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Department of Cell Biology Faculty

Dr. Stephen Carleton

Stephen Carleton, Ph.D.

Research Assistant Professor

Department of Cell Biology, Box 5

Tel: (718) 270-3749 • Fax: (718) 270-3732

e-mail: scarleton@downstate.edu

Epidemiology and Virulence of Mycobacterium Tuberculosis

Tuberculosis (TB) is caused by the bacterium Mycobacterium tuberculosis (Mtb), one of the deadliest pathogens in human history. TB control today relies on case identification and prophylactic treatment with drugs. Although a presumptive diagnosis of tuberculosis can be made based on patient history, clinical and radiological findings, and the presence of acid-fast bacilli in direct smears, the definitive diagnosis of TB relies on the culture and/or molecular genetic identification of acid-fast bacilli. This need for rapid laboratory identification of Mtb has led to the development of amplification-based strain typing assays applied directly to Mtb bacterial DNA or RNA extracted from patient sputum. While identification of Mtb is important for diagnosis, species identification alone yields no epidemiological information about the source of the infection, or it's course through a population. Strain typing allows the tracing of epidemiologically related cases including virulent or MDR strains, identification of nosocomial infections, differentiation of new cases from relapses, and identification of laboratory contaminants

We have developed a PCR fingerprinting assay that uses outward directed primers homologous to the ends of IS6110. This assay generates distinct and reproducible fingerprints from different Mtb strains, which are fluorescently labeled and analysed using automated methods. We have also determined that Mtb isolates representing a broad sampling of RFLP-defined clusters ("families") could be distinguished by PCR fingerprinting. Genescan analysis of of over 300 reactions reveals that each PCR fingerprint is composed of 35 to 45 distinguishable bands and that all PCR fingerprints exhibit the 154, 214, and 396 bp signature bands described previously and observed in all Mtb fingerprints examined to date. These signature bands are generated also from M. bovis DNA but not from M. avium or M. xenopi. In addition to the signature bands, at least 27 additional bands ranging in size from 130-820 bp occur in most PCR fingerprints. These have been termed "common bands" and are non-descriminatory.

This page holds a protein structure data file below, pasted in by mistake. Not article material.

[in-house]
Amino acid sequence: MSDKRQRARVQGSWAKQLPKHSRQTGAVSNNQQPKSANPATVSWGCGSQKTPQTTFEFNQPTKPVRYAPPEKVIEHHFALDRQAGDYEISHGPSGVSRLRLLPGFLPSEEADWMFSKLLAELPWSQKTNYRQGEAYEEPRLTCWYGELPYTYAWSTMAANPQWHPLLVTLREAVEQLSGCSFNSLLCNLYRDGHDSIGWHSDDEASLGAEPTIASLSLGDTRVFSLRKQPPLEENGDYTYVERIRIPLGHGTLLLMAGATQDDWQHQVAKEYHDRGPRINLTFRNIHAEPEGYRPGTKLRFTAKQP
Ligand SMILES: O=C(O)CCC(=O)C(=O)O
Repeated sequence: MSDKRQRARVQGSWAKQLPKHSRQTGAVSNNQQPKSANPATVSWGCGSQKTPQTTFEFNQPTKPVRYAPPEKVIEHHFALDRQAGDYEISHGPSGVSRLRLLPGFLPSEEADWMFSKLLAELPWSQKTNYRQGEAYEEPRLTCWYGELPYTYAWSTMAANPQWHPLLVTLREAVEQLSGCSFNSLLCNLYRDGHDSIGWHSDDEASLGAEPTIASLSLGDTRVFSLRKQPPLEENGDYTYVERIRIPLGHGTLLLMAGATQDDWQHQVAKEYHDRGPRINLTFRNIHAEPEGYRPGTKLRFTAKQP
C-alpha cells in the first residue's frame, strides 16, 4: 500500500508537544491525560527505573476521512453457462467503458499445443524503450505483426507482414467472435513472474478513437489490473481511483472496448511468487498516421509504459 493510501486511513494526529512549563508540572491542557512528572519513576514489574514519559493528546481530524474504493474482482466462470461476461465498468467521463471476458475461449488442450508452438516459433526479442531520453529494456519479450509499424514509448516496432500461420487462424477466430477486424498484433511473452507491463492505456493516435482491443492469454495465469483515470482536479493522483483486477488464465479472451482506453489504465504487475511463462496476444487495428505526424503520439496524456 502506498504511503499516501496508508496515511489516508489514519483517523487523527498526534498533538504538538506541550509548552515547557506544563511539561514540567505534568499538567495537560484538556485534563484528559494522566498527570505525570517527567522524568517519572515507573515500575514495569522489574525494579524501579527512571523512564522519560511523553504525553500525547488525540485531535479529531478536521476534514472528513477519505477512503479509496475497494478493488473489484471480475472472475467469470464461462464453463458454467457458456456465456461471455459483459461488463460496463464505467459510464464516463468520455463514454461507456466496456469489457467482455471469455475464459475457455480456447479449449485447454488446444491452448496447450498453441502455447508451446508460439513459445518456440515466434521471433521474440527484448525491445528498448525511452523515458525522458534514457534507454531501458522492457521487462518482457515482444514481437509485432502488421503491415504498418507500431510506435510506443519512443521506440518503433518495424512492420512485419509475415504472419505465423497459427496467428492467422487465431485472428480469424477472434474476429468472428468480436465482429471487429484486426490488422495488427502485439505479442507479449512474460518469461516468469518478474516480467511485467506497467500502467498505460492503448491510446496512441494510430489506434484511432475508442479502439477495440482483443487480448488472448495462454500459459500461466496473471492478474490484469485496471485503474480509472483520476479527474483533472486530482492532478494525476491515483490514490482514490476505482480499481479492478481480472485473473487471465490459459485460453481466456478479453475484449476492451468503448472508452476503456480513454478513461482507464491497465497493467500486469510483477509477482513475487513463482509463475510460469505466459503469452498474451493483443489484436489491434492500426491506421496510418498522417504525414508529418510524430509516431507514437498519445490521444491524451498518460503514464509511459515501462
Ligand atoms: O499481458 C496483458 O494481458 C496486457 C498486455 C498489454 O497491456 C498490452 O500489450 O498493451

In addition to the signature and common bands, most fingerprints also contain one or more bands that do not correspond to any of these bands and have proved to be discriminatory. For example, the HJ representative strain contains discriminatory bands of 136,159, and 366 bp, not seen in the fingerprints of any other family strains. This strain also contains all 27 common bands, one band of 464 bp which is relatively bright. Similarly, fingerprints from the BA and BA10 family strains each contain a unique band of 126, 130, and 197 bp as well as all 27 common bands. In addition, many strains contain single bands of distinct size, including BF22 (700 bp), LE4 (602 bp), AX15 (200, 323 bp), AI55 (531 bp), and AH1 (intense 303 and unique 310 bp), (Fig. 1B, lanes 4, 10, 8, 11, and 12, respectively.) However, fingerprints from four family strains (001, B1, AX15, AH1, and D30) share one unique band of 252 bp.

Laboratory Members:

  • Olubunui Adeosun, Student
  • Judy Dong, Pre-doctoral Trainee
  • Alex Kougentokas, Intel Volunteer
  • Donald Morgenstern, Technical Specialist
  • Wei Quan, Institutional Support Specialist
  • Harold Neimark, Associate Professor of Microbiology and Immunology

SELECTED RECENT PUBLICATIONS

Invited Chapters:

Carleton, S., The Polymerase Chain Reaction: Principles and Applications. 1992. In: Advances in Genome Biology. JAI Press Inc. 1:175-215.

Carleton, S., The Polymerase Chain Reaction: Applications in Genomic Analysis. In: Human Chromosomes: Manual of Basic Techniques (second edition).1995 Verma and Babu, eds. p. 312-344.


Peer Reviewed Research Publications:

Goswami, S. P. Qasba, S. Ghatpande, S. Carleton, A.K. Deshpande, M. Baig, and M.A.Q. Siddiqui. 1994. Differential expression of myocyte enhancer factor 2 family of transcription factors in development: the cardiac factor BBF-1 is an early marker for cardiogenesis. Mol. Cell. Biol 14:5130-5138.

Rushbrook, J.I., C. Weiss, K. Ko, M.H. Feuerman, S. Carleton, A. Ing, and J. Jacoby. 1994. Identification of Alpha-cardiac myosin heavy chain mRNA and protein in extraocular muscle of the adult rabbit. J. Muscle Res. Cell Motility. 15:505-516.

Doud, S.K., L.-X. Pan, S. Carleton, S. Marmorstein, and M.A.Q. Siddiqui. 1995. Adaptional response in transcription factors during development of myocardial hypertrophy. J. Mol. Cell. Cardiol. 27:2359-2372.

Neimark, H., M.A. Baig, and S. Carleton. 1996. Direct identifiction and typing of Mycobacterium tuberculosis by PCR. J. Clin. Microbiol. 34:2454-2459.

List of Publications (Pub Med)